The compensation will go to three groups of consumers who agreed to take part in rent-to-buy property deals promoted by Presto Property Solutions Pty Ltd and its Director Ms Rowan Amanda Lines. The company and Ms Lines admitted making false and misleading representations to the three prospective buyers/tenants, in breach of the Australian Consumer Law, relating to statements made by Ms Lines that she was the owner of the properties and that no bank loan would be required to purchase the properties.
For some time after July 2010, the company and its Director had placed advertisements in Quokka and on Gumtree, making claims such as “I buy houses fast” and “No banks”. Ms Lines had also placed signs with similar slogans on light poles in Perth’s northern suburbs.
Presto Property Solutions and Ms Lines have entered into a court-enforceable undertaking, valid for two years, which prevents them from:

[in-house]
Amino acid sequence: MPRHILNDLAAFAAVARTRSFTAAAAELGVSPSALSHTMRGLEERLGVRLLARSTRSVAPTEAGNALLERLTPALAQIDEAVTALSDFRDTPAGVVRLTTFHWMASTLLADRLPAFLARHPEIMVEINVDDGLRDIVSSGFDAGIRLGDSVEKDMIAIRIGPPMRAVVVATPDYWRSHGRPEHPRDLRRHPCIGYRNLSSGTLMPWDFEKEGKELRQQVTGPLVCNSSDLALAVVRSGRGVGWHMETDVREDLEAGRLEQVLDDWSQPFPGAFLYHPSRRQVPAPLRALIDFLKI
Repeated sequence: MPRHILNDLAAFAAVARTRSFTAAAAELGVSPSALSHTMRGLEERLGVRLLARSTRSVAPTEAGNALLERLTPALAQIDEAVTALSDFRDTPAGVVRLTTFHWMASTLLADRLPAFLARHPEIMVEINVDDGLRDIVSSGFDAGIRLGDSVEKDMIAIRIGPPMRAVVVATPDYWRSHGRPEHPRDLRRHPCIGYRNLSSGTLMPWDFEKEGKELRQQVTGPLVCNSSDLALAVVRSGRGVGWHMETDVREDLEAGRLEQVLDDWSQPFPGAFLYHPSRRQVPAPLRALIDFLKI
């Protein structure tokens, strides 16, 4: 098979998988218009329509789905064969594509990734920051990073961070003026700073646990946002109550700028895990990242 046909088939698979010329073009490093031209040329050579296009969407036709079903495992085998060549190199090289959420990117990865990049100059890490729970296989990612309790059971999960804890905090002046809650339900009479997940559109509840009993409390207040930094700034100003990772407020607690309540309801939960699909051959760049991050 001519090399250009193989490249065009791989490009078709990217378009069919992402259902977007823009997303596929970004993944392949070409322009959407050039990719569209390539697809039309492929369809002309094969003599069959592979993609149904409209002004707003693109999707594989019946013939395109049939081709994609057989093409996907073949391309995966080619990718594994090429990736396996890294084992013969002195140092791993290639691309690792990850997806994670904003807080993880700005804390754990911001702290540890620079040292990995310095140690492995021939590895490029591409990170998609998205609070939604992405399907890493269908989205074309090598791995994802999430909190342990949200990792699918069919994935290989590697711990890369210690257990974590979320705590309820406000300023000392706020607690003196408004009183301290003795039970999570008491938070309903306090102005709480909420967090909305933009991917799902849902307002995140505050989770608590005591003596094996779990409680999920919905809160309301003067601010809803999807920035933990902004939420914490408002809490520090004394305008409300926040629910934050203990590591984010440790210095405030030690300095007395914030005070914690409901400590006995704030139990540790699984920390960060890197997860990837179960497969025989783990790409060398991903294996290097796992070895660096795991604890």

- Representing to potential vendors that she or the company actually purchased the properties and acquired the freehold title to the properties when they do not;
- Representing to potential buyers that she or the company owns the property, unless they are in fact the owner of the freehold title of the property; and
- Representing to potential buyers that they can purchase the property without a bank loan, unless there are reasonable grounds to make that claim.
Rent-to-buy schemes are targeted at people who don’t qualify for a home loan through traditional means. Buyers enter into a contract whereby they agree to pay rent to the seller in return for being able to purchase the property at a later date. It usually involves paying a substantial deposit as well as an additional regular payment above the rent, which is intended to go towards the eventual purchase of the property.
Acting Commissioner for Consumer Protection Gary Newcombe said this was a good outcome for the consumers who claimed they were misled when they signed up to the deal.
“We urge consumers to exercise a high degree of caution before entering into a rent-to-buy arrangement, as buyers who default on their tenancy agreement, or can’t get finance to buy the property at the end of the option period, are at risk of losing the deposit they paid and the money that was intended to go towards the purchase of the property,” Mr Newcombe said.